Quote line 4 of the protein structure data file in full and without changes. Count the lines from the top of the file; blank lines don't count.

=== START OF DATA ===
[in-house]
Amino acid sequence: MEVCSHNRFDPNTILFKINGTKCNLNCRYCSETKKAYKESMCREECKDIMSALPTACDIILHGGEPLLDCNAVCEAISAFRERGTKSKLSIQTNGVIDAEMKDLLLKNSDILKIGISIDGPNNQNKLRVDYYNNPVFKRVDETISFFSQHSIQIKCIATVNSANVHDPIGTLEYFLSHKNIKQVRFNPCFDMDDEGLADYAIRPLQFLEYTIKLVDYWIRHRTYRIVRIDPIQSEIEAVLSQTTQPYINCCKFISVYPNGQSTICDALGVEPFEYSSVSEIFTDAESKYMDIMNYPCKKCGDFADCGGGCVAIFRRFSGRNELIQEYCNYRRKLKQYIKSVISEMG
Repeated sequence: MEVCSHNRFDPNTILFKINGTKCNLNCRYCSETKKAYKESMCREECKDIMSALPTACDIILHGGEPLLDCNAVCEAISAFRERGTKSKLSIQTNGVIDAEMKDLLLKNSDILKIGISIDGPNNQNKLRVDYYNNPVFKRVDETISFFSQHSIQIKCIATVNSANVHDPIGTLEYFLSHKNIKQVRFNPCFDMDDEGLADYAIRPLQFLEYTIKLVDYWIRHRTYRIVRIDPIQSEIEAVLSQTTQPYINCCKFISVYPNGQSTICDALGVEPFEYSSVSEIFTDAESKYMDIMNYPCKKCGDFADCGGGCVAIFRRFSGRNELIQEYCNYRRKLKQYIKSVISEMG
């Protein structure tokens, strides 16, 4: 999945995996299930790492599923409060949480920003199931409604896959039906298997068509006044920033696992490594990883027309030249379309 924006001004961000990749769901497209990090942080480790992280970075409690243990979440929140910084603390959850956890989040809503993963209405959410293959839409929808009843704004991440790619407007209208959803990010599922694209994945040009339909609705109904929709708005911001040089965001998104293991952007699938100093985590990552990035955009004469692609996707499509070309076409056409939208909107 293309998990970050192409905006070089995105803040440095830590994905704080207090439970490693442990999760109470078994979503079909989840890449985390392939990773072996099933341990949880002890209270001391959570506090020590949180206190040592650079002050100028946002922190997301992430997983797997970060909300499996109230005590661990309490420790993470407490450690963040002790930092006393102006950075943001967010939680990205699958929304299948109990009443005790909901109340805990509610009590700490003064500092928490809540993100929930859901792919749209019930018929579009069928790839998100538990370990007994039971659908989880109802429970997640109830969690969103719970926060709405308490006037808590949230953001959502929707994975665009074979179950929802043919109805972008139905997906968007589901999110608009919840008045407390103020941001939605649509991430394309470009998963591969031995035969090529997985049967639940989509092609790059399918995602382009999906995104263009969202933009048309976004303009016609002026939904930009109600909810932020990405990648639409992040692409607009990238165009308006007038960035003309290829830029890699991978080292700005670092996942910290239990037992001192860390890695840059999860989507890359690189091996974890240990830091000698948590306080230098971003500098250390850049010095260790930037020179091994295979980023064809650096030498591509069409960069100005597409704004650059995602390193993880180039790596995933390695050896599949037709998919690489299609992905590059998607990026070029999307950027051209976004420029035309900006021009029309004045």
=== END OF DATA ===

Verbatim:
């Protein structure tokens, strides 16, 4: 999945995996299930790492599923409060949480920003199931409604896959039906298997068509006044920033696992490594990883027309030249379309 924006001004961000990749769901497209990090942080480790992280970075409690243990979440929140910084603390959850956890989040809503993963209405959410293959839409929808009843704004991440790619407007209208959803990010599922694209994945040009339909609705109904929709708005911001040089965001998104293991952007699938100093985590990552990035955009004469692609996707499509070309076409056409939208909107 293309998990970050192409905006070089995105803040440095830590994905704080207090439970490693442990999760109470078994979503079909989840890449985390392939990773072996099933341990949880002890209270001391959570506090020590949180206190040592650079002050100028946002922190997301992430997983797997970060909300499996109230005590661990309490420790993470407490450690963040002790930092006393102006950075943001967010939680990205699958929304299948109990009443005790909901109340805990509610009590700490003064500092928490809540993100929930859901792919749209019930018929579009069928790839998100538990370990007994039971659908989880109802429970997640109830969690969103719970926060709405308490006037808590949230953001959502929707994975665009074979179950929802043919109805972008139905997906968007589901999110608009919840008045407390103020941001939605649509991430394309470009998963591969031995035969090529997985049967639940989509092609790059399918995602382009999906995104263009969202933009048309976004303009016609002026939904930009109600909810932020990405990648639409992040692409607009990238165009308006007038960035003309290829830029890699991978080292700005670092996942910290239990037992001192860390890695840059999860989507890359690189091996974890240990830091000698948590306080230098971003500098250390850049010095260790930037020179091994295979980023064809650096030498591509069409960069100005597409704004650059995602390193993880180039790596995933390695050896599949037709998919690489299609992905590059998607990026070029999307950027051209976004420029035309900006021009029309004045």